Prenatal diagnosis is currently the most widespread application of technology and genetic knowledge. Along with the benefits that advancing technologies provide, they also give birth to new dilemmas. Researchers can now detect many health problems of an unborn child in the womb. While it is a good thing as it helps parents prepare well to receive such a child, this information also creates situations where parents face the wrenching decision of whether they should give birth to the child or terminate the pregnancy. They are left to decide if giving birth to such a child is an injustice to the child.
What about the ethics of prenatal testing, especially in Down syndrome? How do mothers experience the personal and ethical choices about prenatal testing? We should also be looking at the perspective of mothers of children with Down syndrome.
Society believes that it is a grave burden to raise a child with Down syndrome and that it is both medically appropriate and morally correct to take measures to ensure the child is not born. Because of few treatment options, testing is basically linked to the only option of ‘therapeutic’ abortion.
Recently, Gov. Sarah Palin gave birth to a son with Down syndrome. In spite of knowing very well what she is getting into, she announced that it is God’s blessing. This heartwarming pro-life story tells a lot about the woman’s strength and conviction in her capabilities as a woman and a mother.
The family made an announcement: “Trig is beautiful and already adored by us. We knew through early testing he would face special challenges, and we feel privileged that God would entrust us with this gift and allow us unspeakable joy as he entered our lives.” This has in a way proven to the world that Sarah Palin is a woman who truly walks the walk.
Trig Palin whose name means “brave victory” is one of the lucky few who got through. The screening tests that alert families in the early stages of the pregnancy cause most children with Down syndrome to be aborted and fewer to be born.
Statistics reveal that a very small percentage of couples continue pregnancies after a diagnosis of Down syndrome through prenatal testing. It is felt that these statistics are mainly the result of decisions made in haste and without adequate information about what Down syndrome is likely to mean for the child or even to themselves as parents.
Mothers worry about the cost of raising a Down syndrome child, about how the child will affect siblings and mainly how the child will cope. In fact, it has been seen that the older the parents are, the more they worry. Who is going to take care of my child when I am not around anymore? How is the child going to get along in this society?
Research shows that a vast majority of doctors are insensitive and push women to make decisions even while they are still reeling from the initial shock over the diagnosis. Women who have terminated their pregnancies say that they went through a lot, including questions about the ethics of termination that continue to haunt them. They also said that they would have kept the child if only they were more aware of things and not gone into panic mode and most of it due to being pushed into taking a decision.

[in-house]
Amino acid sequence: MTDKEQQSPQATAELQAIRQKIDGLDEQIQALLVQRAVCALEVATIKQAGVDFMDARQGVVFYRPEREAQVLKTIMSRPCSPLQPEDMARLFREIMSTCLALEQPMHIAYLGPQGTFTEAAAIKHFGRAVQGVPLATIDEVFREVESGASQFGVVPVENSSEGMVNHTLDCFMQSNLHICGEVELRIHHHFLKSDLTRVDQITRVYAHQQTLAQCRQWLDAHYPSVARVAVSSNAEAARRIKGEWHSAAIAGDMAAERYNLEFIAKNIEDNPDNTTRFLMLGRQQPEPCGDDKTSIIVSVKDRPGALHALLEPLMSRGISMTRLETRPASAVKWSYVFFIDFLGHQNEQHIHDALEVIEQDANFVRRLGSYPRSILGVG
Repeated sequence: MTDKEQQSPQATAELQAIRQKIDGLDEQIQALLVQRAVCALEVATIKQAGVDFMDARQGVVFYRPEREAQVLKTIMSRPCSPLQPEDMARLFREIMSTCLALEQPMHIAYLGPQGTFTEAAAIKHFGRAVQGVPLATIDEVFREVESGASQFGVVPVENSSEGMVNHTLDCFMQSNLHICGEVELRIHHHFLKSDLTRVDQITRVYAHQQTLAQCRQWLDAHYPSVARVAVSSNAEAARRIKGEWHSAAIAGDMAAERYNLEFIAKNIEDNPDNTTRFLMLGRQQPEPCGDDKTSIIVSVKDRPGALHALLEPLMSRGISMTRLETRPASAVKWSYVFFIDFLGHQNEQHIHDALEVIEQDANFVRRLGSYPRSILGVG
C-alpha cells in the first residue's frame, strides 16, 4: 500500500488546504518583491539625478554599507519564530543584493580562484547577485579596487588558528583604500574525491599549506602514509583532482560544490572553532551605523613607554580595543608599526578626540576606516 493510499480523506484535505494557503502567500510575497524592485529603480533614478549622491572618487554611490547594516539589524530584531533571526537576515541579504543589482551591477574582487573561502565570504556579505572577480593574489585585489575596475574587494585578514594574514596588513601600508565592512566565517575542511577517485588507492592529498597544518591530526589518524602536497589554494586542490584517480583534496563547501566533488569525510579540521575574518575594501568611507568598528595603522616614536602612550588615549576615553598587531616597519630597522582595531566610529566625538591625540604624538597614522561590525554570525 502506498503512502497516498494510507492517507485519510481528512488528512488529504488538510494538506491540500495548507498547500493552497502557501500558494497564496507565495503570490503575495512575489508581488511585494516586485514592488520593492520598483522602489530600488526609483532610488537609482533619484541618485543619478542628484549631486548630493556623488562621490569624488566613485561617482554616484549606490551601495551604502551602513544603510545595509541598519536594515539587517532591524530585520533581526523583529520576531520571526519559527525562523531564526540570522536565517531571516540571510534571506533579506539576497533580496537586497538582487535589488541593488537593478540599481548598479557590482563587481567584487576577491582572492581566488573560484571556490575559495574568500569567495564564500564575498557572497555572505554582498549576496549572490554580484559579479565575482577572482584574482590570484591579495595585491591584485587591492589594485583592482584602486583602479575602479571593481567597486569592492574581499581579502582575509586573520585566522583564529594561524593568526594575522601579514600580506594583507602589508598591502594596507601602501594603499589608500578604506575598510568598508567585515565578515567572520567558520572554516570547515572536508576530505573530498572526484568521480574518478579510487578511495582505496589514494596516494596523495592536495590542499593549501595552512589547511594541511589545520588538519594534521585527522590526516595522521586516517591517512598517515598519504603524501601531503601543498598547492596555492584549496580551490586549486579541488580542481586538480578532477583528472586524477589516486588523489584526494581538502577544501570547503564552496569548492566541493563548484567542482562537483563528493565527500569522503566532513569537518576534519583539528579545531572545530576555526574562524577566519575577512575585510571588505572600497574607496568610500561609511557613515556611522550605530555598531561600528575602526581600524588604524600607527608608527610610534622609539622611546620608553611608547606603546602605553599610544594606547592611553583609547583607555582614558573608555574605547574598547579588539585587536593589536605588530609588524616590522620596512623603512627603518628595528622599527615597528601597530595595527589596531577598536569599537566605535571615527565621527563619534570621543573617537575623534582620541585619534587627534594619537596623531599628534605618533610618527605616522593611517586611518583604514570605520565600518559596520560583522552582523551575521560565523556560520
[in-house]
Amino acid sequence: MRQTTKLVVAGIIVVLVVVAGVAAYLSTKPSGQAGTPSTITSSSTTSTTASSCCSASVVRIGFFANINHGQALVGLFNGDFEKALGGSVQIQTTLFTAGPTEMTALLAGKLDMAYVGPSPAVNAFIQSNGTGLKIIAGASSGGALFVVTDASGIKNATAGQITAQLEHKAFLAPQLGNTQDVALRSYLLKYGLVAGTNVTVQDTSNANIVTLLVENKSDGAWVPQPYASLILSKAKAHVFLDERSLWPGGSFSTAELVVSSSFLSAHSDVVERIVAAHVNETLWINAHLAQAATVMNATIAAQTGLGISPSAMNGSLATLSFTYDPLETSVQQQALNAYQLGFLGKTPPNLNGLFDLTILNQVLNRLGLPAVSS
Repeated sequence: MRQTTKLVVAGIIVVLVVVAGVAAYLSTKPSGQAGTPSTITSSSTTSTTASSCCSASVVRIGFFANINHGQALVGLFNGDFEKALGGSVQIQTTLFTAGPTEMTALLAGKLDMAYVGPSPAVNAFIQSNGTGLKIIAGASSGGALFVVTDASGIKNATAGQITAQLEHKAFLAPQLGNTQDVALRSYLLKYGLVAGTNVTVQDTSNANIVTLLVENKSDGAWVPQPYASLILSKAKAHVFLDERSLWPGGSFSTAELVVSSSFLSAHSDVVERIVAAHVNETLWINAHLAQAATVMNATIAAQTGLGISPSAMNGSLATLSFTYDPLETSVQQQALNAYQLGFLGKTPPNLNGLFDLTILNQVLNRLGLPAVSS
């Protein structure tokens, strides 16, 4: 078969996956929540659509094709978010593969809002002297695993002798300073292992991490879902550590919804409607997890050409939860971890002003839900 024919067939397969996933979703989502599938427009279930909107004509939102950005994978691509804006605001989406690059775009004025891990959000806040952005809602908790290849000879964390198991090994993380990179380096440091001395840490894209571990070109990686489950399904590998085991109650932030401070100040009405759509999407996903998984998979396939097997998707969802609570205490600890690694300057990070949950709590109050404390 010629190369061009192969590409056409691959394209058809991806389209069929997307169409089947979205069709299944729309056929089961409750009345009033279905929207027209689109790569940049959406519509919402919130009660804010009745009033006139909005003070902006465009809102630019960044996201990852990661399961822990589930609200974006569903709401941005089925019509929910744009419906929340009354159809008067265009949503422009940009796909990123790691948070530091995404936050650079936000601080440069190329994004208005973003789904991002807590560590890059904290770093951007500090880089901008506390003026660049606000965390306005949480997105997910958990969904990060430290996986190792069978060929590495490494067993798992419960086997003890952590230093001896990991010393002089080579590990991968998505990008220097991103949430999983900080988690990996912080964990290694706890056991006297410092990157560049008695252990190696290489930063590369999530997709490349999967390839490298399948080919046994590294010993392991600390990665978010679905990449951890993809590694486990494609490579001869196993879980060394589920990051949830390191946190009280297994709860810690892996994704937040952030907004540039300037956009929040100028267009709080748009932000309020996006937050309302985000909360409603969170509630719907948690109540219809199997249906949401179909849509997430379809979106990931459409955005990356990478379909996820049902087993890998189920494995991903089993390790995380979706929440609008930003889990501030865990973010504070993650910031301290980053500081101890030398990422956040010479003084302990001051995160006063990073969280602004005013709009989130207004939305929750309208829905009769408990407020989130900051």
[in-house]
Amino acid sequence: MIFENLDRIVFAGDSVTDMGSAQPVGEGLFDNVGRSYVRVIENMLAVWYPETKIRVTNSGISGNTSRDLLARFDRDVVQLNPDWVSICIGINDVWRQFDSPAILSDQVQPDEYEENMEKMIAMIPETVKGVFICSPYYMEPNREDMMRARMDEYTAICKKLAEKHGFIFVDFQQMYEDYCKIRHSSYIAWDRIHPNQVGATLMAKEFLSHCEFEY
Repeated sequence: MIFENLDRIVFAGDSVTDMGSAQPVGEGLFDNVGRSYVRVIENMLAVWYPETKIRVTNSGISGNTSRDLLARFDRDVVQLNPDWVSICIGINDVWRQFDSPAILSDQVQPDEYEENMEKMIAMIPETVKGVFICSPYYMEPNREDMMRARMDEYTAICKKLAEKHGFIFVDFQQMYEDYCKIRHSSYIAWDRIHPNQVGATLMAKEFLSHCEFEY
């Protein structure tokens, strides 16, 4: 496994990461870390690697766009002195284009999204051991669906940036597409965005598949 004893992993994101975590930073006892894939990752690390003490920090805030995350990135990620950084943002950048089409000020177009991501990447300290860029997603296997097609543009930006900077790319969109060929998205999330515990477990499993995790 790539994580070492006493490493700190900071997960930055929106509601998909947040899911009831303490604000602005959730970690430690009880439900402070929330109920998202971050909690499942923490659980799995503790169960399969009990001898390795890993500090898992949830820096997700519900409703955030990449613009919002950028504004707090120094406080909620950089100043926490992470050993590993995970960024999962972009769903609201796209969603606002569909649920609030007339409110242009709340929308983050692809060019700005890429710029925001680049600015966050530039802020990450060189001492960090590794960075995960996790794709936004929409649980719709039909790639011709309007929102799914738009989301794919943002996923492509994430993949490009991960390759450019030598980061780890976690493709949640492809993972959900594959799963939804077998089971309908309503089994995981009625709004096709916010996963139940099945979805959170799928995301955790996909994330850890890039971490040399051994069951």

Yes, it is not an easy task and it takes a lot of giving from the parents. As children, even the kids with Down syndrome may have to go through a lot of unpleasantness in the society. If we take the case of six-year-old Benjamin, he knows he is different from the others. His mother says that he gets himself ready in the morning and once when he came downstairs, she said to him, “Oh, look at you! You look so handsome today!” He said, “Mommy I’m not handsome, I’m different.” That, she says broke her heart. But she says that he is a happy child and she cannot think of life without him.
Parents relate stories of adjustment to the news of the child’s disability; compromised dreams and disappointment that gradually are replaced by hopefulness and realization that life continues ordinarily and normally. One mother said, “You don’t wake up every morning thinking “Oh my God, he’s got Down syndrome.” Most women who have a child with Down syndrome say that the child made their life richer and brought a lot of positive changes in their lives.
Interviews with adults with Down’s syndrome show that even as adults they are quite happy with themselves. They insist that their so-called “handicap” is only in the way society looks at them, not in who they are.
One pro-life supporter says, “Years ago, these kids were called mongoloid and they were institutionalized but now we find them with the use of advanced technology and kill them.”
Thousands of stories of surviving the so-called “crisis” and leading more satisfying and happier lives should help both expectant mothers and families understand that the grief and shock that follow a diagnosis are not predictive of the long-term future for them. Researchers challenge the idea that reducing the incidence of Down syndrome through termination is honorable and that people with Down syndrome would be welcomed and seen as valuable members of our community.
It is common and understandable for expectant mothers and fathers to feel anxious about their child. Nevertheless, does the possibility of a child with Down syndrome warrant despair? Is prenatal testing actually reinforcing an unjustifiable fear of disability?
As of now, not many women have an indication of how not horrible this situation is. Until these women are educated on this, they will continue to agonize on deciding to terminate such a pregnancy and even on bringing the child into the world. Either way, a woman has the right to make an informed decision.